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>> No. 24358 Anonymous
6th July 2015
Monday 8:17 pm
24358 Registering a .com domain with fake details
Greetings me ol' muckers.

Try as I might to register a .com domain through my usual go-to (Tsohost if you're interested) they're not having any of my fake detail shenanigans and insist that they must uphold ICANN's policy for correct contact info for the registrant. I'm quite a private chap online and as you can imagine I'd rather not have my address plastered on some WHOIS lookup.

Is there any way around this without paying an extra six quid yearly on top of the eight quid registration fee to not use / have my details be seen by the public?
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>> No. 24359 Anonymous
6th July 2015
Monday 8:34 pm
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No reasonable way. Your registrar is sadly quite correct that you have to have correct contact details available, though I'm not sure if there are other (cheaper) options for privacy.

For what its worth, I've only recently switched my domains to use a privacy service after nearly a decade of not bothering. In that time, the only hassle I got at the registered address was the gorram soddin' "Domain Registry of America" or whatever they called themselves exactly sending TV Licensing style letters to scam me into renewing with them.
>> No. 24360 Anonymous
6th July 2015
Monday 8:39 pm
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ICANN are increasingly strict about WHOIS data, and have recently introduced mandatory verification of either an email address or phone number.

Gandi.net are my preferred registrar, and provide WHOIS privacy free of charge. They're a brilliant registrar for all sorts of reasons, and are run by techies who truly understand the business. They're slightly more expensive than Tsohost, but they offer discounts for longer registration periods and for clients with over 40 domains.
>> No. 24362 Anonymous
6th July 2015
Monday 10:06 pm
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Give them a burner number. How are they going to make sure your details are correct? Ask for your passport and a few utility letters? Just lie mate.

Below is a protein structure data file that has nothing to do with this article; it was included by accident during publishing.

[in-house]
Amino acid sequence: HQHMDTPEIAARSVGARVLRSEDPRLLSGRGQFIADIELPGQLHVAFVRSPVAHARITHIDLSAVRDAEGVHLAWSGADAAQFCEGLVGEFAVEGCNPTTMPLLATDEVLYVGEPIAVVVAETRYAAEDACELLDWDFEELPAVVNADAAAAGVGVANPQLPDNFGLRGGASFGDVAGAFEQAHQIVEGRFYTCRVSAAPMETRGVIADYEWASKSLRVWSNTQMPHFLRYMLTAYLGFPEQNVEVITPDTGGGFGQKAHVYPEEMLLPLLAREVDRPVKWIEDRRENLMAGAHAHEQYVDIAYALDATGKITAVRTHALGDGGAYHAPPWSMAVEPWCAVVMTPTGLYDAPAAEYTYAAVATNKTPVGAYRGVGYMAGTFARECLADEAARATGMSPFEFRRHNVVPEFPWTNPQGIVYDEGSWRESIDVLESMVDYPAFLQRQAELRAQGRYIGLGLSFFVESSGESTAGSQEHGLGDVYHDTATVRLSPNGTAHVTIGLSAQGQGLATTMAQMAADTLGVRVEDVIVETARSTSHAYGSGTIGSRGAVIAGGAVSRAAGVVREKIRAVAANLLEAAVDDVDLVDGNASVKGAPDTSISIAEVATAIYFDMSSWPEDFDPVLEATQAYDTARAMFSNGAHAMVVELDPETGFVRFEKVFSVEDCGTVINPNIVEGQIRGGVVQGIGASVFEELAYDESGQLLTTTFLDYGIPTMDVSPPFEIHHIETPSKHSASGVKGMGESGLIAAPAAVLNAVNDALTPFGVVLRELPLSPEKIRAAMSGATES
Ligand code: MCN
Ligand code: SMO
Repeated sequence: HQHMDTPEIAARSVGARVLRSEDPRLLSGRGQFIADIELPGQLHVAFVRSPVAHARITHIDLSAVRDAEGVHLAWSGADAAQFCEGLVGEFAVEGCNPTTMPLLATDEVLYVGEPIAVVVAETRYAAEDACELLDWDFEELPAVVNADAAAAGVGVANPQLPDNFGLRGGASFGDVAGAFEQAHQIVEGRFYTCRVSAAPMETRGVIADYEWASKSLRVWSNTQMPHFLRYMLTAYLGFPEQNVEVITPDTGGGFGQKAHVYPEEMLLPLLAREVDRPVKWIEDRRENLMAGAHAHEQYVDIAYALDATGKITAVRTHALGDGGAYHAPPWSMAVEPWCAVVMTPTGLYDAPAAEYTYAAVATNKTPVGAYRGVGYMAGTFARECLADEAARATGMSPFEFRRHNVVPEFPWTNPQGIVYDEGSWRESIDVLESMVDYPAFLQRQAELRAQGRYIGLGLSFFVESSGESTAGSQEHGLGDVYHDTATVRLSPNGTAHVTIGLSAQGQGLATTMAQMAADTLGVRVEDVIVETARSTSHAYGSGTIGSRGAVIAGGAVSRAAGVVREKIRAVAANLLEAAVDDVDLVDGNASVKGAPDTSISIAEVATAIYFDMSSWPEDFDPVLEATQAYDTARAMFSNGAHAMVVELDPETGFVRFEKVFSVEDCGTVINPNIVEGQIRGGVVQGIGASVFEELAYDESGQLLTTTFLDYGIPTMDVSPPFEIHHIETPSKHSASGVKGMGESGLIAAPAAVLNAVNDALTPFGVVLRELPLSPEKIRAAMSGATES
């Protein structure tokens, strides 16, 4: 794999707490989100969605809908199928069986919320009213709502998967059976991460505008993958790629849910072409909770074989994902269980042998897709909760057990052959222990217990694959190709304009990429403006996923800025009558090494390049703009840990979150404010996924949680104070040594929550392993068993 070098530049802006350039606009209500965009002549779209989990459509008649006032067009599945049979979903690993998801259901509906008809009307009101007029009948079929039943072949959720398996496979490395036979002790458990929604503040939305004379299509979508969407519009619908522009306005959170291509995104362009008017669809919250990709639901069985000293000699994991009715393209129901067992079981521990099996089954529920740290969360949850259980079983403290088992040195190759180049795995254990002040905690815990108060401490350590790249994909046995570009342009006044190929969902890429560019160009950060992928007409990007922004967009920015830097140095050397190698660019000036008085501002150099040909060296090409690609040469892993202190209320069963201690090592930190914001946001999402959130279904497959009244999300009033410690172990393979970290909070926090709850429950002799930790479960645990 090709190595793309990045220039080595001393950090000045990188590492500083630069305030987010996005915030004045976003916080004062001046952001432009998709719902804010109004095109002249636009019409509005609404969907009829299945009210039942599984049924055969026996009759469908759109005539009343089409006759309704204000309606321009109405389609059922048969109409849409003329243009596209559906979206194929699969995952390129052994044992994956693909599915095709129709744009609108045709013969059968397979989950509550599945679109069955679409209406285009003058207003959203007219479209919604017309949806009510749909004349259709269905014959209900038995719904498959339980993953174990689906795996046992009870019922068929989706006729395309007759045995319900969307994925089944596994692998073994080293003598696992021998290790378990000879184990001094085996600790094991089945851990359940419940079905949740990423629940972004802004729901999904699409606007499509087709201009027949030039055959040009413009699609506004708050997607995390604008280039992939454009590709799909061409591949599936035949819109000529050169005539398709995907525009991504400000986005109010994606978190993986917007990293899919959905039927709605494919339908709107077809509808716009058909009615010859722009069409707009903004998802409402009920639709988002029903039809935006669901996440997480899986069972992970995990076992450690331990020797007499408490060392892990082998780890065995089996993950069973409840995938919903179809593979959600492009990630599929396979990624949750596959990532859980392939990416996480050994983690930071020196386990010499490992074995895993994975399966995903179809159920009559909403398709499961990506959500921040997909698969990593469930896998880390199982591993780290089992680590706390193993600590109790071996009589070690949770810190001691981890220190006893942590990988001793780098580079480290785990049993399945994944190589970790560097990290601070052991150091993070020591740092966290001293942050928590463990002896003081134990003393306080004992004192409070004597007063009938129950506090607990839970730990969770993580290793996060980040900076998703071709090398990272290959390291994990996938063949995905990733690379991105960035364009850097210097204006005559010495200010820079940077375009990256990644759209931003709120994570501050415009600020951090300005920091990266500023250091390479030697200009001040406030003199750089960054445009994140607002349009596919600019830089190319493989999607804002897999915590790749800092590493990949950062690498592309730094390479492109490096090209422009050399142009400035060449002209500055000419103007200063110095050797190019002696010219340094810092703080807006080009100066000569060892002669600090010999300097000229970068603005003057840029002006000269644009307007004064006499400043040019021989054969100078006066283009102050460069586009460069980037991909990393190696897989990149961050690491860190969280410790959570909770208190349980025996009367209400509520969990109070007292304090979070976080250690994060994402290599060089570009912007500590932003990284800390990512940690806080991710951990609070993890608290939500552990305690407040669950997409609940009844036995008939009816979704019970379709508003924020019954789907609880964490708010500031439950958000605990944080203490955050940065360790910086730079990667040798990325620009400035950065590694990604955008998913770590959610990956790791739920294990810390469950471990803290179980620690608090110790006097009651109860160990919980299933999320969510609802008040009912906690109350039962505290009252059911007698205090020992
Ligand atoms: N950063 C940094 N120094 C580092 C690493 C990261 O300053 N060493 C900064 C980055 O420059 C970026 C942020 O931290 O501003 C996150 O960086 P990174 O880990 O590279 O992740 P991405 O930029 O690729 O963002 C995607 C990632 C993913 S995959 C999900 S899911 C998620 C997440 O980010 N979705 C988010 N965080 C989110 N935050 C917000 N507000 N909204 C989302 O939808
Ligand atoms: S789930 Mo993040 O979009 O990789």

>> No. 24363 Anonymous
6th July 2015
Monday 10:50 pm
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See the post above yours.

> ICANN are increasingly strict about WHOIS data, and have recently introduced mandatory verification of either an email address or phone number.

They regularly send you emails and if one bounces your domain is suspended until you sort it. Likewise it's getting harder and harder to register and keep an email address without attaching (and maintaining) a phone to it.
>> No. 24364 Anonymous
6th July 2015
Monday 11:03 pm
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This. They take this very seriously, and if you end up with suspension it can take a few days to put right.
>> No. 24365 Anonymous
7th July 2015
Tuesday 1:42 am
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So you can't make an email address, and add it to whatever app you use for your emails and let them send you whatever they want? You can't have a burner? How about giving them your normal pay-as-you-go phone number?

You lot make it sound harder than it is. It is really weird. I run 5 websites, and they are all registered to a fake named character from a fake address in London somewhere. Stop being idiots.
>> No. 24366 Anonymous
7th July 2015
Tuesday 1:57 am
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Most good domain registrars offer a free WHOIS privacy service. The difference between a crap registrar and a good one is about two quid a year. If you're willing to dick about with all that rigmarole and risk losing your domain for the sake of two quid, then don't let me stop you.
>> No. 24367 Anonymous
7th July 2015
Tuesday 10:55 am
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Surprised none of you have mentioned this yet:

>> No. 24368 Anonymous
7th July 2015
Tuesday 12:18 pm
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Be aware that a domain name is property, and if your name is not listed it may be difficult to prove ownership. Fraudulent transfers do happen, and if you've put a false name in then you might have trouble getting it back. If your name does not appear on the WHOIS then as far as ICANN are concerned you do not own the domain, so be careful with using proxy or nominee services.

That's because they're known to hand over details to almost anyone who asks, and, worse, your actual registration would be with Godaddy.

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